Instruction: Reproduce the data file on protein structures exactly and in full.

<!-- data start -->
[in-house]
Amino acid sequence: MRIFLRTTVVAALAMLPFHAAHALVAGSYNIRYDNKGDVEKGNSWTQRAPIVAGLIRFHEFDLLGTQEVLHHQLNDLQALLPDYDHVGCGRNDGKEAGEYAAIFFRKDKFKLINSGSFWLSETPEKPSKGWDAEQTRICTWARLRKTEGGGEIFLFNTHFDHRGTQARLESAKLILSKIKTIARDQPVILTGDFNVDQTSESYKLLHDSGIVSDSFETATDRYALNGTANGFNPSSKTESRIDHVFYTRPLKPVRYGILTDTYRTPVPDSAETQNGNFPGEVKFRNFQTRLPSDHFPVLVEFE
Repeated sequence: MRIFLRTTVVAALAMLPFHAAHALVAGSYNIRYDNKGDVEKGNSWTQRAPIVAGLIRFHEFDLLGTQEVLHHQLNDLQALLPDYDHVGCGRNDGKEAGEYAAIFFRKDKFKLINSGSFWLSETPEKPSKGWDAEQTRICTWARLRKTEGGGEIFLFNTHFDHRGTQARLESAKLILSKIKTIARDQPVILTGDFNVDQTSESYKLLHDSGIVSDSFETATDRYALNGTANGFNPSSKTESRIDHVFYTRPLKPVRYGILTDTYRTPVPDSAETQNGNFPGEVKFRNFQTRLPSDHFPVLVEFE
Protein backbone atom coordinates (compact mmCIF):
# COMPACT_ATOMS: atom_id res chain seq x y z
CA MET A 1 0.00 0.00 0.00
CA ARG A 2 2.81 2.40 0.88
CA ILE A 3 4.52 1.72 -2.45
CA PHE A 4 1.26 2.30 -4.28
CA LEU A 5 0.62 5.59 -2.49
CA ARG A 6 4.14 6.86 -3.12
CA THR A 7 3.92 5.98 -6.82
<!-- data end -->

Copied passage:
[in-house]
Amino acid sequence: MRIFLRTTVVAALAMLPFHAAHALVAGSYNIRYDNKGDVEKGNSWTQRAPIVAGLIRFHEFDLLGTQEVLHHQLNDLQALLPDYDHVGCGRNDGKEAGEYAAIFFRKDKFKLINSGSFWLSETPEKPSKGWDAEQTRICTWARLRKTEGGGEIFLFNTHFDHRGTQARLESAKLILSKIKTIARDQPVILTGDFNVDQTSESYKLLHDSGIVSDSFETATDRYALNGTANGFNPSSKTESRIDHVFYTRPLKPVRYGILTDTYRTPVPDSAETQNGNFPGEVKFRNFQTRLPSDHFPVLVEFE
Repeated sequence: MRIFLRTTVVAALAMLPFHAAHALVAGSYNIRYDNKGDVEKGNSWTQRAPIVAGLIRFHEFDLLGTQEVLHHQLNDLQALLPDYDHVGCGRNDGKEAGEYAAIFFRKDKFKLINSGSFWLSETPEKPSKGWDAEQTRICTWARLRKTEGGGEIFLFNTHFDHRGTQARLESAKLILSKIKTIARDQPVILTGDFNVDQTSESYKLLHDSGIVSDSFETATDRYALNGTANGFNPSSKTESRIDHVFYTRPLKPVRYGILTDTYRTPVPDSAETQNGNFPGEVKFRNFQTRLPSDHFPVLVEFE
Protein backbone atom coordinates (compact mmCIF):
# COMPACT_ATOMS: atom_id res chain seq x y z
CA MET A 1 0.00 0.00 0.00
CA ARG A 2 2.81 2.40 0.88
CA ILE A 3 4.52 1.72 -2.45
CA PHE A 4 1.26 2.30 -4.28
CA LEU A 5 0.62 5.59 -2.49
CA ARG A 6 4.14 6.86 -3.12
CA THR A 7 3.92 5.98 -6.82